Before becoming the Principal Undergardener, your humble correspondent had a day job in technology, specializing in an arcane subject called ‘corporate development’. While the hours were frequently long, the job had some noticeably good perks. One of them was an annual trip in late October to a financial conference sponsored by the American Electronics Association.
There, technology companies and institutional investors (many of them Masters Of The Universe) got together on what could be fairly described as a ‘level playing field’. We all had breakfast and lunch together but, in the morning and afternoon, companies told their stories in a more formal setting. There were perhaps 150 presenting companies trying to get the attention of roughly 400 institutional investors.
Brokerage firms, too, were seeking attention. The usual suspects plied companies and institutional investors alike with lavish dinners every night. One small firm, though, hit on a more novel approach. Still building name recognition and lacking the ‘pull’ of the banking giants, the brokerage firm set out a Ben & Jerry’s cart on the hotel’s plaza, where they handed out ice cream cones. Senior managers of the brokerage firm used the thirty seconds or so that it took to scoop a cone to give what has come to be called an ‘elevator pitch’; a concise summary of their qualifications.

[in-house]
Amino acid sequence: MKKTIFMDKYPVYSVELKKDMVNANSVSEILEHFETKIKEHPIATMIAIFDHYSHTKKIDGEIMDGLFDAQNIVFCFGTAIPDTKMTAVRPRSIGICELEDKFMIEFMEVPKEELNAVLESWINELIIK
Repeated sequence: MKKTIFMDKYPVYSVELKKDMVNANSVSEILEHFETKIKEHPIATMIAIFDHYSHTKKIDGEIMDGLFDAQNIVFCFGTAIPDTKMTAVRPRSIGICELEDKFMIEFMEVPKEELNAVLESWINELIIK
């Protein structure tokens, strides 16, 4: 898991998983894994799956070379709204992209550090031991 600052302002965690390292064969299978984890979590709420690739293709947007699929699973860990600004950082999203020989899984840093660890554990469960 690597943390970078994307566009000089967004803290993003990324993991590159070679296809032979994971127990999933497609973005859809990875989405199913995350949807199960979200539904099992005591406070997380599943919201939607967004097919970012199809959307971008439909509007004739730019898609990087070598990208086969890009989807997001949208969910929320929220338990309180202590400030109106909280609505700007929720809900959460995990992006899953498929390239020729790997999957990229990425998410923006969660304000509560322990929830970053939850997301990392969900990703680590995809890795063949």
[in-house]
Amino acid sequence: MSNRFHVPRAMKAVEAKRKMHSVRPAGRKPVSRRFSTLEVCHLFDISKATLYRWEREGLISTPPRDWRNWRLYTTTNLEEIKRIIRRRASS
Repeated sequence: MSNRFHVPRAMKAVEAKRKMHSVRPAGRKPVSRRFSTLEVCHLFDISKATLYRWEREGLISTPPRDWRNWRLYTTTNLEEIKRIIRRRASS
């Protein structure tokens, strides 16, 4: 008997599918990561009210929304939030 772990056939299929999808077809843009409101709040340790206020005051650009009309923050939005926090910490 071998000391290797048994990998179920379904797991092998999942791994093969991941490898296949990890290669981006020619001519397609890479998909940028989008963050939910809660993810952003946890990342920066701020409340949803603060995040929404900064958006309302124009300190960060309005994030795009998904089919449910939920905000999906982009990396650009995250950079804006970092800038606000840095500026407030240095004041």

The genius of the cart was that there was always a line. Even Masters Of The Universe who made zillions of dollars a year could not resist the lure of a free scoop of New York Super Chunk Fudge.
I began going to the conference (initially held in Monterey, then moved to San Diego) in the mid-1980s. Like everyone, I lined up for ice cream. Then, in the mid-1990s, the cart was missing. I asked the conference director what had happened. “They decided it wasn’t sufficiently dignified,” I was told. Having grown in size and stature, they now held a dinner, just like the big boys. “Well,” I asked, “could a company sponsor the cart?” The conference director thought for several long moments. “I don’t see why not,” was the final reply.
The next year, I was back at the conference with a four-day lease on a Ben & Jerry’s cart and twenty tubs of super-premium ice cream. All I needed was someone to help scoop.
|Think globally, act locally. 'Plant|
America' became 'Plant Massachusetts'
(Double-click for a larger view)
My boss was the Chairman and CEO of the company. He thought my idea was a stroke of genius. He also had no intention of scooping ice cream (he claimed a bad back). The company’s CFO also went to the conference. He was slightly more game for the project, but claimed to be tongue-tied.
Which left my wife, Betty, as the assistant scooper. And, because I was making presentations eight times a day on two of those days, Betty was frequently the main scooper.
Our respective spouses had frequently accompanied us on the trip. Betty would take off with the others to see gardens or historic sights, have lunch, and join us just in time for dinner. When I first broached my problem with Betty, she said something to the effect that I ought to have worked out the fine details before I leased the cart. But she agreed. And, for three years, she more or less willingly scooped ice cream; even the rock-hard Chunky Monkey. Also for the record, she was superb. Our sessions were held to standing-room-only audiences.